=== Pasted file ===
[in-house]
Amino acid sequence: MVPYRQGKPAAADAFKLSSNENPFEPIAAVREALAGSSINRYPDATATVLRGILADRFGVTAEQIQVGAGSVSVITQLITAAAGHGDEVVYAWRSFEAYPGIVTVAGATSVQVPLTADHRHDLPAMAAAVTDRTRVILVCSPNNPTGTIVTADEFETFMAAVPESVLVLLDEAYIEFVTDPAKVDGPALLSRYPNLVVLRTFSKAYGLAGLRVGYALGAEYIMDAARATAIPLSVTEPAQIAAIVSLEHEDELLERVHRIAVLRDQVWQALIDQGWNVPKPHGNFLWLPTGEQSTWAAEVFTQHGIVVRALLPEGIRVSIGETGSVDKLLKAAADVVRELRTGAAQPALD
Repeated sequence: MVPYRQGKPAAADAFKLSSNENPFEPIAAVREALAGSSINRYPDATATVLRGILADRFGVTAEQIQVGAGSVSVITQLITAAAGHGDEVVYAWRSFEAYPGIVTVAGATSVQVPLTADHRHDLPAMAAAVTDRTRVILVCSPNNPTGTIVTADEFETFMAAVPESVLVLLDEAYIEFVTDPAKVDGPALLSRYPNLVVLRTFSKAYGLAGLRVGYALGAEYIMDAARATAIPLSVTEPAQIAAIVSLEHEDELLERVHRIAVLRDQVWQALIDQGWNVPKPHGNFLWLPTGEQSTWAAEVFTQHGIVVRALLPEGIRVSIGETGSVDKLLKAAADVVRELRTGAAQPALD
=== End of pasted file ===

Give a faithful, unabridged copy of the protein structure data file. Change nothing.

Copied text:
[in-house]
Amino acid sequence: MVPYRQGKPAAADAFKLSSNENPFEPIAAVREALAGSSINRYPDATATVLRGILADRFGVTAEQIQVGAGSVSVITQLITAAAGHGDEVVYAWRSFEAYPGIVTVAGATSVQVPLTADHRHDLPAMAAAVTDRTRVILVCSPNNPTGTIVTADEFETFMAAVPESVLVLLDEAYIEFVTDPAKVDGPALLSRYPNLVVLRTFSKAYGLAGLRVGYALGAEYIMDAARATAIPLSVTEPAQIAAIVSLEHEDELLERVHRIAVLRDQVWQALIDQGWNVPKPHGNFLWLPTGEQSTWAAEVFTQHGIVVRALLPEGIRVSIGETGSVDKLLKAAADVVRELRTGAAQPALD
Repeated sequence: MVPYRQGKPAAADAFKLSSNENPFEPIAAVREALAGSSINRYPDATATVLRGILADRFGVTAEQIQVGAGSVSVITQLITAAAGHGDEVVYAWRSFEAYPGIVTVAGATSVQVPLTADHRHDLPAMAAAVTDRTRVILVCSPNNPTGTIVTADEFETFMAAVPESVLVLLDEAYIEFVTDPAKVDGPALLSRYPNLVVLRTFSKAYGLAGLRVGYALGAEYIMDAARATAIPLSVTEPAQIAAIVSLEHEDELLERVHRIAVLRDQVWQALIDQGWNVPKPHGNFLWLPTGEQSTWAAEVFTQHGIVVRALLPEGIRVSIGETGSVDKLLKAAADVVRELRTGAAQPALD